Two quick extra closing points I think are important to note:
    All articles pulled into the system do indeed include full attribution, with bold link back to the original source page as provided in the RSS feed (that function was built-in from day 1) and it is with the upmost “Regards and Respect” for our fellow mobile media publishers that we have put together this community platform.

  48. mobilejones says:

    Hi Lawrence, if you want to follow me and contribute it would be in your best interests to do so with full accuracy and disclosure.

    Can you explain why after my article your organization removed login protection from the subdomain under which my content was published?

    Also, what is that you don’t understand about ask first and then publish? Not publish for a month and then ask. In addition, the login information was shared beyond the invitees. True?

    Finally, you don’t disclose here that not all of those impacted received emails. At some point a mea culpa would make more sense than your attempts to change history.

    For the take of an other mobile blogger impacted by the project see Darla Mack’s post, Pimp my Blog – do you have the right to republish?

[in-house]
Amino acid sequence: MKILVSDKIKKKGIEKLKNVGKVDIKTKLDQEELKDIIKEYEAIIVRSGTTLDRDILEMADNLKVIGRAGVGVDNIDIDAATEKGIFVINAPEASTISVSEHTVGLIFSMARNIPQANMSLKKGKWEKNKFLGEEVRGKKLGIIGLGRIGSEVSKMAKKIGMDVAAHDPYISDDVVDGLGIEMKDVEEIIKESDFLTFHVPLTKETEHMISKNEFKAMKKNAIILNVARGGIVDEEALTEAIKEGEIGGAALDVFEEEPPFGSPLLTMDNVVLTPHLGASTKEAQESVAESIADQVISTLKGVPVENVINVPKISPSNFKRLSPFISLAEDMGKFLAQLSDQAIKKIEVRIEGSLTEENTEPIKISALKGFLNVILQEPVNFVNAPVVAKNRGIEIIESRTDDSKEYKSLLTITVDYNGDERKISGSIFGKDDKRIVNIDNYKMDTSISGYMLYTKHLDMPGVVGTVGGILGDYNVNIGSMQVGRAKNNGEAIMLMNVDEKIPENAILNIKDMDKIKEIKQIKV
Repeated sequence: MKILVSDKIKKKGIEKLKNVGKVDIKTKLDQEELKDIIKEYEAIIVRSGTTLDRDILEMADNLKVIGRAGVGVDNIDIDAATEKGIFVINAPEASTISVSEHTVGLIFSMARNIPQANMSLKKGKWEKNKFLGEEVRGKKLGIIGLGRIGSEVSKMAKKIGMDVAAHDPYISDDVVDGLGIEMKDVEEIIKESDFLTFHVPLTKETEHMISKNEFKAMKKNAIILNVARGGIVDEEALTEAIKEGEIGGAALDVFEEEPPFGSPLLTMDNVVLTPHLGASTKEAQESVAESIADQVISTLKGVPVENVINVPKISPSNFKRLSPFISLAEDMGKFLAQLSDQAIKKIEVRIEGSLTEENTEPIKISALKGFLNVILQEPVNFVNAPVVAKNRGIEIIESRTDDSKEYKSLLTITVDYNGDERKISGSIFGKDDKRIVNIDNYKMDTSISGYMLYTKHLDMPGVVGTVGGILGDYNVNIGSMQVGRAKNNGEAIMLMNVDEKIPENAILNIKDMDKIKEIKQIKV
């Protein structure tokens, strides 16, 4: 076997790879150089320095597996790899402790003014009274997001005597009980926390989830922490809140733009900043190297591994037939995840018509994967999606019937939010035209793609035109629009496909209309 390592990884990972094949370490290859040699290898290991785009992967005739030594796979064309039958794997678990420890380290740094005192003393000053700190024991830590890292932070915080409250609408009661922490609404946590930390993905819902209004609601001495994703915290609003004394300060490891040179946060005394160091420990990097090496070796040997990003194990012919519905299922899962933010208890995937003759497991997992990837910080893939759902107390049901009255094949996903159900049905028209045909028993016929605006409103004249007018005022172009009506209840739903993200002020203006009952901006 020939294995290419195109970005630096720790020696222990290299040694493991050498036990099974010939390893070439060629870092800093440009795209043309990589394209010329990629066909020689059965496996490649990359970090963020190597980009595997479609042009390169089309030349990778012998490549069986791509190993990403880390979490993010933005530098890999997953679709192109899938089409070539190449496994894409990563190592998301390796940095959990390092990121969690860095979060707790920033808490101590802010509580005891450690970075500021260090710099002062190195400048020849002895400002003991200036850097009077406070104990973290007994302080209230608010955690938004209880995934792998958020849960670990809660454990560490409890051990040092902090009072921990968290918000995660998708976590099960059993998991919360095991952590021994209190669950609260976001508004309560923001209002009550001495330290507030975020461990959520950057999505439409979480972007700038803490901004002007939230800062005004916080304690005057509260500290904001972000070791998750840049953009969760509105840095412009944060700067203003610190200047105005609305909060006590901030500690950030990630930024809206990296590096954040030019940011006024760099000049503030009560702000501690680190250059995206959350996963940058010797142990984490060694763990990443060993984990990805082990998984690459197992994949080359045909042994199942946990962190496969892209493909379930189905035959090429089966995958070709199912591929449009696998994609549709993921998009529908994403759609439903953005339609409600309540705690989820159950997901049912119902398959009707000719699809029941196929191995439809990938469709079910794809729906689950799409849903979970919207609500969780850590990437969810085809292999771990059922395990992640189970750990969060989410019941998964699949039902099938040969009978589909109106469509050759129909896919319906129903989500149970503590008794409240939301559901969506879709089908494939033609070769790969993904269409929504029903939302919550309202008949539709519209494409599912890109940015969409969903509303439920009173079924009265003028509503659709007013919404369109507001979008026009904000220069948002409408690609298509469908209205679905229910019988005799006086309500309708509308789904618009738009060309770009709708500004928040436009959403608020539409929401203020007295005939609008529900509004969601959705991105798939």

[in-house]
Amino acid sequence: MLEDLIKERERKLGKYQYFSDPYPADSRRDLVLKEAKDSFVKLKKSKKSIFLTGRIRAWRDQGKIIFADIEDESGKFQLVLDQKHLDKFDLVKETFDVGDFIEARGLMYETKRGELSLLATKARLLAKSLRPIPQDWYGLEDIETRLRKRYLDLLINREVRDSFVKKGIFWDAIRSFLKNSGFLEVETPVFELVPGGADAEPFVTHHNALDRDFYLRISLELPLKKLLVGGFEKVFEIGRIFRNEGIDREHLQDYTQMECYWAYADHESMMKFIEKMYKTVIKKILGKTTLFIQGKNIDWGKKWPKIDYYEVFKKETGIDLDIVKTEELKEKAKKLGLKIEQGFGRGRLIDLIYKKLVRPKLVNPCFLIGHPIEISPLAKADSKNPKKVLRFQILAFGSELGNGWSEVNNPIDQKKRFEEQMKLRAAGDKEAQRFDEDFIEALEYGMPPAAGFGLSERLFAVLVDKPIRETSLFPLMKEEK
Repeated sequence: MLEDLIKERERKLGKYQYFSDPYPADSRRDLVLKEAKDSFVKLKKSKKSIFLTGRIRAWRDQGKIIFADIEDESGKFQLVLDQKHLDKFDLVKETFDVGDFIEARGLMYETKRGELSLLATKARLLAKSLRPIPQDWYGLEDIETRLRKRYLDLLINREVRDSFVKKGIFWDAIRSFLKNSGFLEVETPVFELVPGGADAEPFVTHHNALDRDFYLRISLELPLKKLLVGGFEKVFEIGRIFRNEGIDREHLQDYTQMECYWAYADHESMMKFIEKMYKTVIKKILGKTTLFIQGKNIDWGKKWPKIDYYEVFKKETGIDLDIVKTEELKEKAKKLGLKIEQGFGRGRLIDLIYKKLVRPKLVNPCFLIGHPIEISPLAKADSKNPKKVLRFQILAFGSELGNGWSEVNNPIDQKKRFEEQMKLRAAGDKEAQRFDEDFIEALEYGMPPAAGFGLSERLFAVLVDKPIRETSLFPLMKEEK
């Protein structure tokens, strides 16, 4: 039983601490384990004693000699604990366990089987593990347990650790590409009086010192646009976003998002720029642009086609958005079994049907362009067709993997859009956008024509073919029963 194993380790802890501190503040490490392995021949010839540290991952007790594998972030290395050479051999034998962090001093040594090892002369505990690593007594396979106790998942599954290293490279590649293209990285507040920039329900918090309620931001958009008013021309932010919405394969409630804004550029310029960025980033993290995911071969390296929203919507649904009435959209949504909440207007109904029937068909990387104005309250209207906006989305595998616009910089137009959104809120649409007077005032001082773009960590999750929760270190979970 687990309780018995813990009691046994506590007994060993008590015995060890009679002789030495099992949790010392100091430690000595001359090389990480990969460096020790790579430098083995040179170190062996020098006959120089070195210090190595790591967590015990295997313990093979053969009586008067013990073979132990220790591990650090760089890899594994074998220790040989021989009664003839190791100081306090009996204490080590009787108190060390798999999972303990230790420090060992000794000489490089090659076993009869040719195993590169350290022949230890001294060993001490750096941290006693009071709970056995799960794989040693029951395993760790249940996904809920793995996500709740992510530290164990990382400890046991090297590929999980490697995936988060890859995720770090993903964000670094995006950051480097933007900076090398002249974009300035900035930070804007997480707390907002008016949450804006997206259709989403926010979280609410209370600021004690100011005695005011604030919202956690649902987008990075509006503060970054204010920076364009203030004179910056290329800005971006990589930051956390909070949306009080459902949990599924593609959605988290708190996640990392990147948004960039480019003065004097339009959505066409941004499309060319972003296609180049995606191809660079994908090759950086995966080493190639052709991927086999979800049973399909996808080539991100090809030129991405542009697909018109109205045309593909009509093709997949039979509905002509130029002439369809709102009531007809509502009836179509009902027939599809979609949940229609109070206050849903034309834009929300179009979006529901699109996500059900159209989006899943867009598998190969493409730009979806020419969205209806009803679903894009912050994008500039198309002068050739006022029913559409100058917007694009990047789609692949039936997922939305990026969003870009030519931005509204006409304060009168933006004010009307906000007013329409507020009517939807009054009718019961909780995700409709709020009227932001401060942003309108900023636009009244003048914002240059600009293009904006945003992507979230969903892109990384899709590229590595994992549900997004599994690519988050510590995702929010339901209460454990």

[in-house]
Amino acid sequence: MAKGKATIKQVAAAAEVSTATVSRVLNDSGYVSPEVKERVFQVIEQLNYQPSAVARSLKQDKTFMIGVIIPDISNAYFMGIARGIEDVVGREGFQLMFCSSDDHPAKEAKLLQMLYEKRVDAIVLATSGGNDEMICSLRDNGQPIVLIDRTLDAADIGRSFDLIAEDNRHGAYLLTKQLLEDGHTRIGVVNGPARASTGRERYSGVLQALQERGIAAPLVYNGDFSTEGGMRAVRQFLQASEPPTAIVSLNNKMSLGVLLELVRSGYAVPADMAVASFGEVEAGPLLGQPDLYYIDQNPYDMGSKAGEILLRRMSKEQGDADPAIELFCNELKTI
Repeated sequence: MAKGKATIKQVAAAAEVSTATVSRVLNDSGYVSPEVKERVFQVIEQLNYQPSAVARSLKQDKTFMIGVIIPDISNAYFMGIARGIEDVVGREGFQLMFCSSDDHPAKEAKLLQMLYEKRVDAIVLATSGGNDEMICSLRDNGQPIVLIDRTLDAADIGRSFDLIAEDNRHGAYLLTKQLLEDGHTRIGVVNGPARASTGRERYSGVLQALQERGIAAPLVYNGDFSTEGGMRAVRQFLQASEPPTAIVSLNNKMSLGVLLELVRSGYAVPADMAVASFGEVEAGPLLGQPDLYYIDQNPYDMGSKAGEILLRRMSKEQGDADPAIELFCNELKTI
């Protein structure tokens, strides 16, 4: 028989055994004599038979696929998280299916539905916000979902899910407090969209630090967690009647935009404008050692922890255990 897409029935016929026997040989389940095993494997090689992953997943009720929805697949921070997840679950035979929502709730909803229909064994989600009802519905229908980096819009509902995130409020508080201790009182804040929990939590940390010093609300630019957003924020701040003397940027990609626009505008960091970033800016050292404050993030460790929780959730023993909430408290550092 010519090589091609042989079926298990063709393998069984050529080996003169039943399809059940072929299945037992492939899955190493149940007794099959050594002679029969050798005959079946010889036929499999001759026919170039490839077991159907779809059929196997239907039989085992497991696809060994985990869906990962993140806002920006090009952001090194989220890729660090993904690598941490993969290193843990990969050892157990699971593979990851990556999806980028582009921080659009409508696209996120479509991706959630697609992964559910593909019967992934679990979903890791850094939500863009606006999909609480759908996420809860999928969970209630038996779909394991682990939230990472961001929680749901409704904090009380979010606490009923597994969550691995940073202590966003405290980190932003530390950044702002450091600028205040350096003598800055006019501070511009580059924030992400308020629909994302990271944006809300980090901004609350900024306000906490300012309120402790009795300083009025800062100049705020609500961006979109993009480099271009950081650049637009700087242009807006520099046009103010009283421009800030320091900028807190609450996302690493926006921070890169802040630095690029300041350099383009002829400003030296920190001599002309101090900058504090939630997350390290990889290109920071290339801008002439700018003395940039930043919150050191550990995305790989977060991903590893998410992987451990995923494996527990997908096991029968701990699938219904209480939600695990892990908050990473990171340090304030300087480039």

49. Lisa says:

    I always find it interesting when folks whine about this sort of thing…Google and Yahoo both started because folks kept lists of sites and SHARED them with thier friends, and so on, and so on…and that’s how traffic came to those sites…The Internet itself was started to SHARE information…I just think its very interesting that folks whine about thier stuff being SHARED…

    Frankly, I think they should feel good good that anyone even gives a crap about thier stuff at all, and cares enough to SHARE it…

    Just my opinion…


  50. Paul Lamach says:

    Did a search on “republish” and ended up here! This is a whole new thing! I ran across a site today that republished its own content. The content was from Mar 2006, and republished yesterday. My first thought was how stupid, especially since the page was a bunch of data that had to do with 2006, and clearly marked that way. My second thought was, how smart! It hit me through google alerts! If you replublish information, doesn’t google pick it up as new content, and inform with an alert as if it is new information! All I saw was the article head and the link!


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  3. writingUp says:

    Why You Should Continually Revisit Your Old Blog Posts…

    A lot of people wonder where I learned all the advanced SEO tips and tricks that I know. simply – I took an accredited course and learned from pros. Of course, most freelance writers do not have the money to invest in 1 – 3 SEO courses a year.